Feeds:
Posts
Comments

Posts Tagged ‘Eric Pickles’

Answering Parliamentary Questions (PQs) in the House of Commons yesterday (October 21st), Mr Eric Pickles, Secretary of State for Communities and Local Government, had to deal with a brief flurry of questions relating to local authorities’ parking policies. The exchanges led to a short news story in The Daily Telegraph the following day. Here is the Hansard record of what he was asked and what he answered:

“Mr David Crausby (Bolton North East) (Lab): Everyone in Bolton is working hard, despite difficult circumstances, to revitalise our town centre, but one of our biggest problems is expensive car parking. While the council is doing its bit to help, what can the Secretary of State do to encourage local authorities to deliver free car parking schemes, so that town centres can compete with out-of-town shopping?

Mr Pickles: What an excellent question. I agree entirely that local authorities have a responsibility. When my own local authority introduced half an hour free parking throughout the borough, it made an enormous difference. Expensive parking is cutting off the nose to spite the face. The more people come into a town centre, the more profitable it becomes and the better it is and the more people feel it is like home.

Bob Blackman (Harrow East) (Con): I congratulate my right hon. Friend on his initiatives to ease the cost of parking on our high streets. Does he agree that one of the simplest ways for local authorities to operate is to offer 30 minutes of free parking on roads outside shops, as that will revitalise our neighbourhood centres?

Mr Pickles: My hon. Friend will recall that under the previous Government, councils were urged to put up car parking charges and to make it difficult for people to bring cars into town centres. As I said earlier, I know from personal experience that the policy he suggests makes a difference. If we are to protect our town centres, particularly our smaller shops, this is exactly the kind of measure that needs to be introduced, and those councils that do not do so are failing in their duty.

Karl Turner (Kingston upon Hull East) (Lab): The Secretary of State likes to talk the talk when it comes to parking charges, so will he explain why three of the highest-charging councils are Tory controlled?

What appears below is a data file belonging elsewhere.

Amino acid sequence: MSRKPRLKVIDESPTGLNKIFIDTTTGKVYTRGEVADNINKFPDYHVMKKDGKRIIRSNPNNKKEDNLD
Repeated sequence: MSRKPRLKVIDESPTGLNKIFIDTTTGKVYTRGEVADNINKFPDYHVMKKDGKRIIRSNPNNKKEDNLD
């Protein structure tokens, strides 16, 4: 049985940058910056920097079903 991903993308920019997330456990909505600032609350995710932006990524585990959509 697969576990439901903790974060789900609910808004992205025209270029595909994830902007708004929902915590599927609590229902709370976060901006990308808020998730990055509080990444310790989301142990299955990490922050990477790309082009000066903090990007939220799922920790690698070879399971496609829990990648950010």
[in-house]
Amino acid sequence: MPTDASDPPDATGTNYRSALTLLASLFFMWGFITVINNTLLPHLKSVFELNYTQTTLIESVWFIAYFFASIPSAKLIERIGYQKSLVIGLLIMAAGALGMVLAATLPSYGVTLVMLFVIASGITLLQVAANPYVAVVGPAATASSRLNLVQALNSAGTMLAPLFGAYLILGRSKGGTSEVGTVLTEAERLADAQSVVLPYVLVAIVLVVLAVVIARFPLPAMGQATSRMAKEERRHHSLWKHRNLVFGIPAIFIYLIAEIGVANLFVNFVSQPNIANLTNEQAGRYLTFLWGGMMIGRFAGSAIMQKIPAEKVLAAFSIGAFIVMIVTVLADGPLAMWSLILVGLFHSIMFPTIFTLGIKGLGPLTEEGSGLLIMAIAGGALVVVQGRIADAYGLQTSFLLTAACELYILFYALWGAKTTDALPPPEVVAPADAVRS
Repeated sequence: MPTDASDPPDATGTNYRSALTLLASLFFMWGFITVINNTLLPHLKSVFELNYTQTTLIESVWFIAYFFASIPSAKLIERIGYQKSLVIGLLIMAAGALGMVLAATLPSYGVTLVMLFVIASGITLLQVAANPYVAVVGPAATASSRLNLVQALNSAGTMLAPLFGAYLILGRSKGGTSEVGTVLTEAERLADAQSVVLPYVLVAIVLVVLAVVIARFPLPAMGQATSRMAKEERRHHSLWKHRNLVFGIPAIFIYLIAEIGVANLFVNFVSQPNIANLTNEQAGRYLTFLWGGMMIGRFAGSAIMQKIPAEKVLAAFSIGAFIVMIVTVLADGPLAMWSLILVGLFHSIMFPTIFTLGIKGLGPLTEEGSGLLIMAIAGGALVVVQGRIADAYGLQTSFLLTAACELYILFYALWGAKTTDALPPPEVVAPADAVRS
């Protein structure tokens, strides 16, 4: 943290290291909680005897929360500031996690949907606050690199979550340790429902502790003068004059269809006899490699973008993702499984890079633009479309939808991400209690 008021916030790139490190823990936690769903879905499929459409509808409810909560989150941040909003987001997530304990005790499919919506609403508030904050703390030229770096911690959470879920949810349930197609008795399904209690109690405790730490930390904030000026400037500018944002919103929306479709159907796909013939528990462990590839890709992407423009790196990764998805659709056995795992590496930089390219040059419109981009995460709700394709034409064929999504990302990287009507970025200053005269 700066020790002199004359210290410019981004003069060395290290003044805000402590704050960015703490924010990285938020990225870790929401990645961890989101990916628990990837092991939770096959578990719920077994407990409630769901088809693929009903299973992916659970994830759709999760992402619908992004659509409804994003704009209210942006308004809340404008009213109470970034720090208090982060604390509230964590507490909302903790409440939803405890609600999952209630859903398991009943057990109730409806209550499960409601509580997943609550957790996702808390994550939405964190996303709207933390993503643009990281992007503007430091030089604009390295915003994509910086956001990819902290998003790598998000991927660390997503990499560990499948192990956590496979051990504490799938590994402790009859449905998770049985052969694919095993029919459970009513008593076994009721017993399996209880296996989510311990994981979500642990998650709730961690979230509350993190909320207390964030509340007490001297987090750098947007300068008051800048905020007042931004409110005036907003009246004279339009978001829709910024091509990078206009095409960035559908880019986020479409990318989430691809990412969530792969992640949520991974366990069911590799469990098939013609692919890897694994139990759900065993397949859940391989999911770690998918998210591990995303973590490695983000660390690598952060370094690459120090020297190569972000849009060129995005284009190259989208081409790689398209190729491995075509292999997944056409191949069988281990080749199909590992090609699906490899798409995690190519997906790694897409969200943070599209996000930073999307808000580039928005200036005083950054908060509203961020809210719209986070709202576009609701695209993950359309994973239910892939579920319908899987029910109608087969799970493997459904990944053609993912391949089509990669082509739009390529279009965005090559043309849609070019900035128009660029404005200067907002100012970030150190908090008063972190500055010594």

Mr Pickles: By which I think the hon. Gentleman means the amount of money they receive. I suspect that under any system, no matter who ran it, Westminster might get rather a lot of car parking.”

Read Full Post »

Eric Pickles really is in the wrong job. Or, more correctly, in, the wrong Government department.

With all of the ministers in the Department for Transport seemingly under orders to talk about nothing other than HS2 at the moment, the Secretary of State for Communities and Local Government has seized the moment to speak up for the British motorist.

“New planning guidance to be published this week will push for more town centre parking spaces and tackle the blight of… aggressive ‘anti-car’ traffic calming measures like road humps,” a new press release from the DCLG says. “The new practice guidance, covering design, town centres and travel plans, will state that councils should understand the important role appropriate parking facilities can play in rejuvenating shops, high streets and town centres. It also sets out how town hall planning rules should not be used to tax drivers or justify development of crude traffic calming measures, such as poorly-sited bollards and road humps.

“Today’s announcement is also part of a wider government initiative to support parking and local shoppers,” the DCLG adds. “Ministers will be making more announcements on parking in due course.”

Mr Pickles said “Draconian town hall parking policies and street clutter can make driving into town centres unnecessarily stressful and actually create more congestion because of lack of places to park. Anti-car measures are driving motorists into the arms of internet retailers and out of town superstores.”

The DCLG’s press release about its new planning guidance has already drawn an angry response from the Local Government Association. “Councils work hard to try and boost trade and keep High Streets vibrant through parking incentives such as free short-stay, cheaper evenings and free Sundays,” an LGA spokesman said.

The Department for Communities and Local Government guidance itself will be published shortly.

Read Full Post »

%d bloggers like this: